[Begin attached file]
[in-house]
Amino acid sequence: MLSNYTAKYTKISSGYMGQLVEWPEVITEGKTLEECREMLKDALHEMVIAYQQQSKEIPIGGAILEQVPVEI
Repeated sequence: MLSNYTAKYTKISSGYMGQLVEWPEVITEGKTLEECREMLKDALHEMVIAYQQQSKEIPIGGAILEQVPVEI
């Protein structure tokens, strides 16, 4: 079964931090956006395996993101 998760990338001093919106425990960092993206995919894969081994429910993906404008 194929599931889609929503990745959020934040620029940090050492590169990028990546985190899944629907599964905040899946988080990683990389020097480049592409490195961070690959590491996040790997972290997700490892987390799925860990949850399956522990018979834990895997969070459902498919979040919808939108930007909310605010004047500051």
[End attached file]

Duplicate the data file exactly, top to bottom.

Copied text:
[in-house]
Amino acid sequence: MLSNYTAKYTKISSGYMGQLVEWPEVITEGKTLEECREMLKDALHEMVIAYQQQSKEIPIGGAILEQVPVEI
Repeated sequence: MLSNYTAKYTKISSGYMGQLVEWPEVITEGKTLEECREMLKDALHEMVIAYQQQSKEIPIGGAILEQVPVEI
């Protein structure tokens, strides 16, 4: 079964931090956006395996993101 998760990338001093919106425990960092993206995919894969081994429910993906404008 194929599931889609929503990745959020934040620029940090050492590169990028990546985190899944629907599964905040899946988080990683990389020097480049592409490195961070690959590491996040790997972290997700490892987390799925860990949850399956522990018979834990895997969070459902498919979040919808939108930007909310605010004047500051």